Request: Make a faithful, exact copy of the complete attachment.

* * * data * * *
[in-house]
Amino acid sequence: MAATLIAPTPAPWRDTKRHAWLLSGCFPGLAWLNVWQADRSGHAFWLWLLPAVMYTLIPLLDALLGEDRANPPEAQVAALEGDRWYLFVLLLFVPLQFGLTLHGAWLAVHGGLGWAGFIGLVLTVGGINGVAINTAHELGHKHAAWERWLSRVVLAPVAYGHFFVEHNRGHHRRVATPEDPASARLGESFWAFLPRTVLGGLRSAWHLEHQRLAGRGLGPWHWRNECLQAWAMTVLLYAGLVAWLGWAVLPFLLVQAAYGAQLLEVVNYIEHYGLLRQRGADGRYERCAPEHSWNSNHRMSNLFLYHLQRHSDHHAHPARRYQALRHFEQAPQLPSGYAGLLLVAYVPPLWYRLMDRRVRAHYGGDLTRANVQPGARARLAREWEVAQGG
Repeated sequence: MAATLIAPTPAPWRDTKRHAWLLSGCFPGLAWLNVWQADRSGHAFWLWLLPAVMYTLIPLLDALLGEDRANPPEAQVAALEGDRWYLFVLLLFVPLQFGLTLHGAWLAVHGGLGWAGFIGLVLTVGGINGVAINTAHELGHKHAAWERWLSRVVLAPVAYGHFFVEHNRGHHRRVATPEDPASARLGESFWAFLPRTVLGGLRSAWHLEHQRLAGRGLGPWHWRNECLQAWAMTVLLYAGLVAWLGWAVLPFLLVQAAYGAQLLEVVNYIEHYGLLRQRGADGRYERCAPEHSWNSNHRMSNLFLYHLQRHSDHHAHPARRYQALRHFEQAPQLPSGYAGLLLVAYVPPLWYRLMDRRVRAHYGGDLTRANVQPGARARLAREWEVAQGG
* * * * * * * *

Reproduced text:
[in-house]
Amino acid sequence: MAATLIAPTPAPWRDTKRHAWLLSGCFPGLAWLNVWQADRSGHAFWLWLLPAVMYTLIPLLDALLGEDRANPPEAQVAALEGDRWYLFVLLLFVPLQFGLTLHGAWLAVHGGLGWAGFIGLVLTVGGINGVAINTAHELGHKHAAWERWLSRVVLAPVAYGHFFVEHNRGHHRRVATPEDPASARLGESFWAFLPRTVLGGLRSAWHLEHQRLAGRGLGPWHWRNECLQAWAMTVLLYAGLVAWLGWAVLPFLLVQAAYGAQLLEVVNYIEHYGLLRQRGADGRYERCAPEHSWNSNHRMSNLFLYHLQRHSDHHAHPARRYQALRHFEQAPQLPSGYAGLLLVAYVPPLWYRLMDRRVRAHYGGDLTRANVQPGARARLAREWEVAQGG
Repeated sequence: MAATLIAPTPAPWRDTKRHAWLLSGCFPGLAWLNVWQADRSGHAFWLWLLPAVMYTLIPLLDALLGEDRANPPEAQVAALEGDRWYLFVLLLFVPLQFGLTLHGAWLAVHGGLGWAGFIGLVLTVGGINGVAINTAHELGHKHAAWERWLSRVVLAPVAYGHFFVEHNRGHHRRVATPEDPASARLGESFWAFLPRTVLGGLRSAWHLEHQRLAGRGLGPWHWRNECLQAWAMTVLLYAGLVAWLGWAVLPFLLVQAAYGAQLLEVVNYIEHYGLLRQRGADGRYERCAPEHSWNSNHRMSNLFLYHLQRHSDHHAHPARRYQALRHFEQAPQLPSGYAGLLLVAYVPPLWYRLMDRRVRAHYGGDLTRANVQPGARARLAREWEVAQGG